The rampaging beast - Damage Reduction

I was reading Mike Mearls' latest Legends & Lore column, and started thinking about how high level monsters can be taken down by being swarmed by several weaker foes. In general I like this idea a lot, and for most monsters I believe it makes sense. However, if all high monsters are designed this way (High HP, relatively low AC) I feel we will be missing an iconic monster; that of the rampaging beast. If any monster can be taken down by a sufficcient number of town guards, or peasants with pitch forks, it will make less sense for needing to call in adventurers to kill for instance a huge monster rampaging in a town.

Some creatures in mythology are also defined by their resistance to feeble attacks. The impenetrable scales of a monstrous dragon is perhaps the most obvious example. I believe solving this problem is quite easy. Since damage and HP scale with level, giving some high level monsters a moderate amount of damage resistance will make them much harder for weaker enemies, but to a much lesser extent for higher level players.

I believe granting damage reduction rather than high armour class also fits the feel of a trully tough monster better. This will also create a class of monsters that you will want to send your heavy damage dealers at, creating more tactical opportunities. I think that we should by all means keep high level monsters without damage reduction, and also have this be true for the majority of foes, but I feel we will be missing something if every huge beast can be killed by goblins and the like. 

Link to the article in question:

wizards.com/dnd/Article.aspx?x=dnd/4ll/2...
Pretty much what I was thinking.  A simple DR 5/magic would solve this problem nicely.

Wounds Module [updated for Basic]

Proficiency Module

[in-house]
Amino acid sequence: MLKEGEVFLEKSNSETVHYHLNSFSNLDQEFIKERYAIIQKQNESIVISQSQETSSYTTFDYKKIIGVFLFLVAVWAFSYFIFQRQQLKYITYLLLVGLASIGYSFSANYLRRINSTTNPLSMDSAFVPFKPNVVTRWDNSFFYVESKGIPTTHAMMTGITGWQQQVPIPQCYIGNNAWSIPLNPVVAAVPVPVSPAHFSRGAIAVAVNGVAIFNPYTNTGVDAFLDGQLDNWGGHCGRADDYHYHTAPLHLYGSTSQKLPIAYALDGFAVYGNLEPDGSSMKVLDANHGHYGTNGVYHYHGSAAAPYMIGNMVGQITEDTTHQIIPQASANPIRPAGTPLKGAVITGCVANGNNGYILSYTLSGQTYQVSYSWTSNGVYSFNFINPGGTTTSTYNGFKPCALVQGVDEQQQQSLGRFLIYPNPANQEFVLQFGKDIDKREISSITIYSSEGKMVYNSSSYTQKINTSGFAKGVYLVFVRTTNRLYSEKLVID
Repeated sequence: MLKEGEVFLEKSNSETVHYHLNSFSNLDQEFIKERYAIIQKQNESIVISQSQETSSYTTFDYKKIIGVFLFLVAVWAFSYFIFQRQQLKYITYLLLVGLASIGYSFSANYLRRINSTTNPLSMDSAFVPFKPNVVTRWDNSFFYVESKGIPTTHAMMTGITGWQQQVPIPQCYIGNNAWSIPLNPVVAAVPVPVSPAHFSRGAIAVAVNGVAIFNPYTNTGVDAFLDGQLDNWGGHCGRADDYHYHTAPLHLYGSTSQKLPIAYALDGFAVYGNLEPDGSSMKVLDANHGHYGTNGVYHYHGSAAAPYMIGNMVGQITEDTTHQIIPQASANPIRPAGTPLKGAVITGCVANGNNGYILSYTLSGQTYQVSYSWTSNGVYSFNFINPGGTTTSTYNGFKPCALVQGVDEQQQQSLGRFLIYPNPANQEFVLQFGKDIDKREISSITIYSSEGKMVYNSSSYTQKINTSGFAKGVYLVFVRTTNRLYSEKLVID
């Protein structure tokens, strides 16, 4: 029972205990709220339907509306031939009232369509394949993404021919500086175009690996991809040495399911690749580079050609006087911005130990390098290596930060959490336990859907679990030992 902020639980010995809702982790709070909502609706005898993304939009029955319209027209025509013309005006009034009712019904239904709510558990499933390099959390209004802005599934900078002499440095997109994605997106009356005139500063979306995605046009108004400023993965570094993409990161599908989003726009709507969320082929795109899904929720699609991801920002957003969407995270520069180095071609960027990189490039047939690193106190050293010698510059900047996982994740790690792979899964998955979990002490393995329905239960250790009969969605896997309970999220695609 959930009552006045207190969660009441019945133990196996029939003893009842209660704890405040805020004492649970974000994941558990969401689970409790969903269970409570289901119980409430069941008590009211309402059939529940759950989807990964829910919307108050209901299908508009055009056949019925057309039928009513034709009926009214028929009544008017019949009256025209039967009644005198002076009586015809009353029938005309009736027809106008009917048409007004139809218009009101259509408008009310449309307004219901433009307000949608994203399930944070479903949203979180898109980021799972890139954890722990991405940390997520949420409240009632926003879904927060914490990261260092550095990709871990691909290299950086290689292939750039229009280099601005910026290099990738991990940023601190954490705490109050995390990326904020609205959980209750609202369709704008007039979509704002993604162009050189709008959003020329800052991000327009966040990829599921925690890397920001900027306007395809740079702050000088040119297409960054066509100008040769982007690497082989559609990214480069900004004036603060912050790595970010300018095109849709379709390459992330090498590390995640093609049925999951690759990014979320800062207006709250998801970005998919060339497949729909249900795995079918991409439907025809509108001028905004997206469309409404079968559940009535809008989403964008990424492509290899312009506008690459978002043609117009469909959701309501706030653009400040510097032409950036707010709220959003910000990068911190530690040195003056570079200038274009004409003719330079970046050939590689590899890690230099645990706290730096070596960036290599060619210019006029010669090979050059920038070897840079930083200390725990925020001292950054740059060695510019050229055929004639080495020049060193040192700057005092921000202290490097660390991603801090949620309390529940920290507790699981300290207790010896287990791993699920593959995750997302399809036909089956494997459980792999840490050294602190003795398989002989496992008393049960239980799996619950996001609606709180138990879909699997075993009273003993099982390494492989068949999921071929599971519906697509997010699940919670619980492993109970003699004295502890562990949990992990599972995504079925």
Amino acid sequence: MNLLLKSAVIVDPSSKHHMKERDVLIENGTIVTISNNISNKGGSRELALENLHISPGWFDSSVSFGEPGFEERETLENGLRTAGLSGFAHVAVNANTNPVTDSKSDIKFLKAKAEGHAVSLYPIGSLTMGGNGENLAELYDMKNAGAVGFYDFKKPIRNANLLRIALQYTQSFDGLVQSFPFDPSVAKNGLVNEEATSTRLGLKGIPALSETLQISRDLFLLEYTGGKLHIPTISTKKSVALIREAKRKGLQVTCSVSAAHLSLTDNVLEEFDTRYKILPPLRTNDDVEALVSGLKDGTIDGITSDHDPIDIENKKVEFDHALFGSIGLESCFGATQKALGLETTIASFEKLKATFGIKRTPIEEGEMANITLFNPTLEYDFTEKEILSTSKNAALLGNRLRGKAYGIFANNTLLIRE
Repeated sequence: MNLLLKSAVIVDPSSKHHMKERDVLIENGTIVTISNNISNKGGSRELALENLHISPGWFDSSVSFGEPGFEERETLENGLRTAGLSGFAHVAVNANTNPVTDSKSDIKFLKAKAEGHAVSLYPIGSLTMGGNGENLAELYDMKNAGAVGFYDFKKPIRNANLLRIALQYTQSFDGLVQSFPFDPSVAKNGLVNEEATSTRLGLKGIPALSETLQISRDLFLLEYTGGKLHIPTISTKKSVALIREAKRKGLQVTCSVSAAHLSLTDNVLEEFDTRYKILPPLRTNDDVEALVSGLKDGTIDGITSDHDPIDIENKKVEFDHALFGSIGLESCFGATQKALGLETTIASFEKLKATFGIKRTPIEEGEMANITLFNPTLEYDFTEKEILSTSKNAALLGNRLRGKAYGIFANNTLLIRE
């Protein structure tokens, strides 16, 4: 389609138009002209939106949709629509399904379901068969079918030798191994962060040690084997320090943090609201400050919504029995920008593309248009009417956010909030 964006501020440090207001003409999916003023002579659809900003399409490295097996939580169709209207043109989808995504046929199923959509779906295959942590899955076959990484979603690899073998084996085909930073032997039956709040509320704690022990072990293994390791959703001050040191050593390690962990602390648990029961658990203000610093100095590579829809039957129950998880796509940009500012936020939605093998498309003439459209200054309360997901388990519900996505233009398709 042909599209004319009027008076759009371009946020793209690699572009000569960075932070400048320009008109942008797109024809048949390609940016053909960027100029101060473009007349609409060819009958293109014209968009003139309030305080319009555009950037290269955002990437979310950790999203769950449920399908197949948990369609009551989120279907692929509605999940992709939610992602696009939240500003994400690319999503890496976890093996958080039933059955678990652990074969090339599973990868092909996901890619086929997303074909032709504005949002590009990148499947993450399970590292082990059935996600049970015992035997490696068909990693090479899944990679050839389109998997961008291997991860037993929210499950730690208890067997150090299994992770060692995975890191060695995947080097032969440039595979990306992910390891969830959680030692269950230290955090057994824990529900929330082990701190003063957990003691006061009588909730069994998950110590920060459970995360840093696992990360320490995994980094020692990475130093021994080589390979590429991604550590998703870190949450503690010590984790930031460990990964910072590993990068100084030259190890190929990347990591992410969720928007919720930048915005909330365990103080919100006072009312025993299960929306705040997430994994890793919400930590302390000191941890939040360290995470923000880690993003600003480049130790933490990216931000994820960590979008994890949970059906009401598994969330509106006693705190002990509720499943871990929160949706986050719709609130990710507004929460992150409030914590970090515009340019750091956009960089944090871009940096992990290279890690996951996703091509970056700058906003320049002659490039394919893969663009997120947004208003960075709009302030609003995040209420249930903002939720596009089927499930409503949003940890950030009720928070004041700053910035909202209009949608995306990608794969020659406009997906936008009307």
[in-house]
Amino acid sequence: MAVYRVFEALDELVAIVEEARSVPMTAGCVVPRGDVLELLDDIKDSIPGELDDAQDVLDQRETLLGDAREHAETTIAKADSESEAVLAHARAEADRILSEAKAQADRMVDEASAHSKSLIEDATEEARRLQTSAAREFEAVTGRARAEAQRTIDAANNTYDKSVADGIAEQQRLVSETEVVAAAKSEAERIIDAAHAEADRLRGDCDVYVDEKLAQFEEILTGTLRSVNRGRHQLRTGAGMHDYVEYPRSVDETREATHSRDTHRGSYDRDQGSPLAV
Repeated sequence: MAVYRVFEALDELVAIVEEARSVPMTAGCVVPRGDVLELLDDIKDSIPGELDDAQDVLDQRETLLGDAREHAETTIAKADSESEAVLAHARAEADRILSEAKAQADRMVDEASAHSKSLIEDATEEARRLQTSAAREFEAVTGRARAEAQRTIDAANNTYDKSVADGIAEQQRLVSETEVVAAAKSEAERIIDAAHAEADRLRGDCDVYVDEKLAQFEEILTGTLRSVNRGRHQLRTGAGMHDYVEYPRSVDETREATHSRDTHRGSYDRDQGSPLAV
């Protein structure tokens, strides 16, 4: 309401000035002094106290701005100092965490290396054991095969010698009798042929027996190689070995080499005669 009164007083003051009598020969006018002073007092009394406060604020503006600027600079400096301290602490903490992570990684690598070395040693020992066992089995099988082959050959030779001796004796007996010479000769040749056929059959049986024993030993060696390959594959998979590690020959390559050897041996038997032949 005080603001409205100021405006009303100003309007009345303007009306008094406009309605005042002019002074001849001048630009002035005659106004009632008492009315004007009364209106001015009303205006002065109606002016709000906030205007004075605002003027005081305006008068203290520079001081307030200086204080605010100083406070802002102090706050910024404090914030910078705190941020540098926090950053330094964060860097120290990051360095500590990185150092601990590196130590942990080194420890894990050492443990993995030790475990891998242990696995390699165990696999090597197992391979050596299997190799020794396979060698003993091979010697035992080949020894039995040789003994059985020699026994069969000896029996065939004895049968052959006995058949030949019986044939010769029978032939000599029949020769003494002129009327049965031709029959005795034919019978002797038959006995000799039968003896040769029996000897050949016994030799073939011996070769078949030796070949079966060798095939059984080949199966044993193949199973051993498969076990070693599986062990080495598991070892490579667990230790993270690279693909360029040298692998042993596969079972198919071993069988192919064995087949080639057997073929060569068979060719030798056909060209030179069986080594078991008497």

I was reading Mike Mearls' latest Legends & Lore column, and started thinking about how high level monsters can be taken down by being swarmed by several weaker foes. In general I like this idea a lot, and for most monsters I believe it makes sense. However, if all high monsters are designed this way (High HP, relatively low AC) I feel we will be missing an iconic monster; that of the rampaging beast. If any monster can be taken down by a sufficcient number of town guards, or peasants with pitch forks, it will make less sense for needing to call in adventurers to kill for instance a huge monster rampaging in a town.



How many times is this going to come up?

  1. Mearls article mentions soldiers, not commoners.  The commoners are going to run and flee because they are nto trained soldiers.  

  2. Half of those human warriors perish when they swarm onto a hill giant or the Calydonian Boar.  

Could the Greeks have sent a phalanx of hoplites in to take out the Calydonian Boar?  Absolutely, but scores of men would have perished in the process.  Instead, Theseus gathered a whole mess of heroes (between 20 and 30) to go on a boar hunt.  And they vanquished the boar without losing a single hero.  (A bunch of the heroes killed one another contesting the spoils, but that's another tale.)

And that's the reason towns need heroes.  A hill giant will kill a dozen soldiers before he is taken down.  That's a dozen fathers, sons, daughters, mothers, friends, and companions.  Why not pay some strangers to do it... especially if they can do it without dying?

But if you want a creature that no common soldier can kill, give it the following trait:

Legendary Creature: This creature is immune to attacks and spells cast by characters with less than 20 hp.

Ta-da!
How many times is this going to come up?



Well, pardon if this has come up many times before, but I am very new to Next. I think we might agree more than you might think. As I said, many, if not most of high level monsters should be possible to fell by overwhelming force, like your example of the Caledonian bear. Your suggestion of the legendary creature trait is one solution, true. I do believe damage reduction is more elegant, however, and it has more of the intuitive feel of toughness, compared to only being hurt by characters of 20 hp or above. Your solution seems more appropriate for a creature with a certain destiny or some such, where it can only be killed by a great hero.
I was reading Mike Mearls' latest Legends & Lore column, and started thinking about how high level monsters can be taken down by being swarmed by several weaker foes. In general I like this idea a lot, and for most monsters I believe it makes sense. However, if all high monsters are designed this way (High HP, relatively low AC) I feel we will be missing an iconic monster; that of the rampaging beast. If any monster can be taken down by a sufficcient number of town guards, or peasants with pitch forks, it will make less sense for needing to call in adventurers to kill for instance a huge monster rampaging in a town.



How many times is this going to come up?

  1. Mearls article mentions soldiers, not commoners.  The commoners are going to run and flee because they are nto trained soldiers.